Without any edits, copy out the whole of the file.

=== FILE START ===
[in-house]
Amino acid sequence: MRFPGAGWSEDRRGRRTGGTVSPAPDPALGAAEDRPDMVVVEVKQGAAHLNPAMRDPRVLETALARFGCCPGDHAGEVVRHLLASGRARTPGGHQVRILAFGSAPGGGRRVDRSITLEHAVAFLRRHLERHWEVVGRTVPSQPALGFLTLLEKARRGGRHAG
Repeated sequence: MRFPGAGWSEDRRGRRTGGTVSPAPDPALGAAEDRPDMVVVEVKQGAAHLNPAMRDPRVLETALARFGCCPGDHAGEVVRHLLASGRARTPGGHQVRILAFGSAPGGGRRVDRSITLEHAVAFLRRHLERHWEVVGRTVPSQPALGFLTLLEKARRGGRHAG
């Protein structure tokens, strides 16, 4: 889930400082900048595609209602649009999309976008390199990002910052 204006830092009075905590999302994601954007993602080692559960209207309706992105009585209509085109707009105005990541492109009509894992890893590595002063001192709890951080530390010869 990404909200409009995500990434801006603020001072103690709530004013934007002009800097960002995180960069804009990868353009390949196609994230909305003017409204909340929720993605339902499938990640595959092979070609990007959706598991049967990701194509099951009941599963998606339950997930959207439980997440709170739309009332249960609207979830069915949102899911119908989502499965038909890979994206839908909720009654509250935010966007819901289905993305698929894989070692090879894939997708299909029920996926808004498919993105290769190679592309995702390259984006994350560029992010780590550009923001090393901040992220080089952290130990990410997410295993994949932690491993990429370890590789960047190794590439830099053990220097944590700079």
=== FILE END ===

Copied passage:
[in-house]
Amino acid sequence: MRFPGAGWSEDRRGRRTGGTVSPAPDPALGAAEDRPDMVVVEVKQGAAHLNPAMRDPRVLETALARFGCCPGDHAGEVVRHLLASGRARTPGGHQVRILAFGSAPGGGRRVDRSITLEHAVAFLRRHLERHWEVVGRTVPSQPALGFLTLLEKARRGGRHAG
Repeated sequence: MRFPGAGWSEDRRGRRTGGTVSPAPDPALGAAEDRPDMVVVEVKQGAAHLNPAMRDPRVLETALARFGCCPGDHAGEVVRHLLASGRARTPGGHQVRILAFGSAPGGGRRVDRSITLEHAVAFLRRHLERHWEVVGRTVPSQPALGFLTLLEKARRGGRHAG
């Protein structure tokens, strides 16, 4: 889930400082900048595609209602649009999309976008390199990002910052 204006830092009075905590999302994601954007993602080692559960209207309706992105009585209509085109707009105005990541492109009509894992890893590595002063001192709890951080530390010869 990404909200409009995500990434801006603020001072103690709530004013934007002009800097960002995180960069804009990868353009390949196609994230909305003017409204909340929720993605339902499938990640595959092979070609990007959706598991049967990701194509099951009941599963998606339950997930959207439980997440709170739309009332249960609207979830069915949102899911119908989502499965038909890979994206839908909720009654509250935010966007819901289905993305698929894989070692090879894939997708299909029920996926808004498919993105290769190679592309995702390259984006994350560029992010780590550009923001090393901040992220080089952290130990990410997410295993994949932690491993990429370890590789960047190794590439830099053990220097944590700079």